Bungaree became the first known Aboriginal person to circumnavigate Australia and contribute to the mapping of the Australian coastline.

A short man with a sharp intellect, Bungaree arrived in Sydney in the 1790s with the remains of the Kuring-Gai , after conflicts with white settlers had escalated along the Hawkesbury River. He quickly made a mark in the fledgling colony, as by 1798 he was employed on a 60-day round trip to Norfolk Island on the HMS Reliance, where he met the young English naval lieutenant Matthew Flinders.

 Flinders was so impressed with Bungaree’s friendly demeanour, intuition and bravery that the following year he took him on a coastal survey voyage to Bribie Island and Hervey Bay  on the 25-tonne longboat Norfolk.

Bungaree was a brilliant diplomat and despite language barriers could quickly ascertain the wishes of the coastal Aboriginal groups they encountered. Flinders therefore used him again on his most exploratory voyage, the circumnavigation of Australia in the HMS Investigator, from 1802 to 1803. It was on this expedition that much of Australia’s unknown coastline was mapped.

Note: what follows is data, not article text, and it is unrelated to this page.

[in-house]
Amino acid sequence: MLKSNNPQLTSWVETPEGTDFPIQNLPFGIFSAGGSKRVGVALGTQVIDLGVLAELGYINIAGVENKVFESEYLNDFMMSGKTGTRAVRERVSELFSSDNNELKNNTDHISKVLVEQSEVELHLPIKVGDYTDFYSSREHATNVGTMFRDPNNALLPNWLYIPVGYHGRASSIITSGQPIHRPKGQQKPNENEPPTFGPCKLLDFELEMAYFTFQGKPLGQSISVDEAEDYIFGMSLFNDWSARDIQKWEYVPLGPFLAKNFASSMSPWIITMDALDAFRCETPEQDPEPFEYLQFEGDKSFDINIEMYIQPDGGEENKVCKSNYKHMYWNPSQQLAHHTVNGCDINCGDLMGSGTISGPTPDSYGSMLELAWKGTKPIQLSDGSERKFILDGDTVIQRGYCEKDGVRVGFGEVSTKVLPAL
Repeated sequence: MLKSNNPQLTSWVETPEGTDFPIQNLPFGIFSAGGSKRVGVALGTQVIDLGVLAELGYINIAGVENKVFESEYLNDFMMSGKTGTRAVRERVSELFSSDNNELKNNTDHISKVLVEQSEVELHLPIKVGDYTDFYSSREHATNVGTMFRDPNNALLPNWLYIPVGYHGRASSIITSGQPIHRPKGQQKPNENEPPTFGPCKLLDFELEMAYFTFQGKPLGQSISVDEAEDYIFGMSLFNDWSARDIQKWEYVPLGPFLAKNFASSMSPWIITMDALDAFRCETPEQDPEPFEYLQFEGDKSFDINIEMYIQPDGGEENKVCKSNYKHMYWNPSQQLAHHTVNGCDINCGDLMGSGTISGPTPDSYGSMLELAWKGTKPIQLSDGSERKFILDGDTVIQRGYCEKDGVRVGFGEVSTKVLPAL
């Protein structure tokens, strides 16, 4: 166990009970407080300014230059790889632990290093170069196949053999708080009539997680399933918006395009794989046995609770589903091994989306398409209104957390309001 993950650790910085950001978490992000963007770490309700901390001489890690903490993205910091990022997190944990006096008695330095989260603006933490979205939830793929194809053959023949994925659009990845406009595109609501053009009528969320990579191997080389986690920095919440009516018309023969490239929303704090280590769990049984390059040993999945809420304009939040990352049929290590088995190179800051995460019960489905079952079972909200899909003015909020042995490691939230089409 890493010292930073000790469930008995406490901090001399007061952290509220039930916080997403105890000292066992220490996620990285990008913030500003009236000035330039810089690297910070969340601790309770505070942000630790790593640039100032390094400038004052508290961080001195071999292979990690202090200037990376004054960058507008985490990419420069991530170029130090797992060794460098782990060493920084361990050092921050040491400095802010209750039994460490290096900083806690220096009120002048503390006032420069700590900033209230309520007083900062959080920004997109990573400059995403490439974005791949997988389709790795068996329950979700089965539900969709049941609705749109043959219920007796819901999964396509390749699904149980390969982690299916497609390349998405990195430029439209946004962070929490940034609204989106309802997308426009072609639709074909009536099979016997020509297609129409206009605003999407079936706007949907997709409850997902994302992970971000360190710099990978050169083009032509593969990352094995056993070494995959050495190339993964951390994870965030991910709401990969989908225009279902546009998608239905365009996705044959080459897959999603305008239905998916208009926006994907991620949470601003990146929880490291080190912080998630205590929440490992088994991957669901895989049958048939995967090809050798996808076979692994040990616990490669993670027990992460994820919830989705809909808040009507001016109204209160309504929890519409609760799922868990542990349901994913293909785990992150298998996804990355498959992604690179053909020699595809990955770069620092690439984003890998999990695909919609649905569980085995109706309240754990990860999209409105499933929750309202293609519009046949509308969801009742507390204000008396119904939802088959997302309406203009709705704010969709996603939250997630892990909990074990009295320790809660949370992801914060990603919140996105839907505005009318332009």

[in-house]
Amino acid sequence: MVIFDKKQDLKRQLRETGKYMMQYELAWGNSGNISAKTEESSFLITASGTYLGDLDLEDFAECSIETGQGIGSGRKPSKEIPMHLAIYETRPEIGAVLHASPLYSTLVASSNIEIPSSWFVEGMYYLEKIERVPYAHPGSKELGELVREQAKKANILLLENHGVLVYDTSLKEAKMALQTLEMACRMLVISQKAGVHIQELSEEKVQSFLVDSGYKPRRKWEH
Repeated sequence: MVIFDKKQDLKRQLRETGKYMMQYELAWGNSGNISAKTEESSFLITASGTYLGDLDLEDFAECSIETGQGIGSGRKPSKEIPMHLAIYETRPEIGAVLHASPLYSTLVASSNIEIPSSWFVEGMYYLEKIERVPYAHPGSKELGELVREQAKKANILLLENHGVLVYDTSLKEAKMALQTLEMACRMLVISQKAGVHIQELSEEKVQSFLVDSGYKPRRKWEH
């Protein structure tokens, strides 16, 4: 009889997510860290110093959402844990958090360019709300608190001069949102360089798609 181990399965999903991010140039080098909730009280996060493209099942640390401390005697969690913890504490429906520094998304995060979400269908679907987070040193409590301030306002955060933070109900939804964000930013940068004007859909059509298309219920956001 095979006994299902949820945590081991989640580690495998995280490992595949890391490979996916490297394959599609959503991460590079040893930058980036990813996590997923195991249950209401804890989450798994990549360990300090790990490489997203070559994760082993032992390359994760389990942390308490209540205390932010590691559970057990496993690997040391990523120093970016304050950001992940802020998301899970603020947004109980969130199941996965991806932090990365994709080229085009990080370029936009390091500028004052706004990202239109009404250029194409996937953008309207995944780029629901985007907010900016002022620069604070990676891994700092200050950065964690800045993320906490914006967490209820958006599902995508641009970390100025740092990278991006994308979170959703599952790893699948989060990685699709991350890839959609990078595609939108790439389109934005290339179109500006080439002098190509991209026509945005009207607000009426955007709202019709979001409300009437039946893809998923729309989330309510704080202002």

Back in Sydney, Bungaree established a reputation as a brilliant mimic, imitating the walk and mannerisms of various governors and personalities. He was given fine clothing, including military cloaks and a hat. Governor Macquarie took a particular liking to Bungaree, and gave him both the fictitious title ‘King of the Broken Bay Aborigines’ and the first Aboriginal land grant, on Middle Head, where he briefly grew peaches and other produce.

In 1817, Bungaree sailed to north-western Australia with Phillip Parker King in the 76-tonne cutter HMS Mermaid, again showing his skill as a diplomat and intermediary between white and black people. 

He died in Sydney in 1830 and was buried at Rose Bay.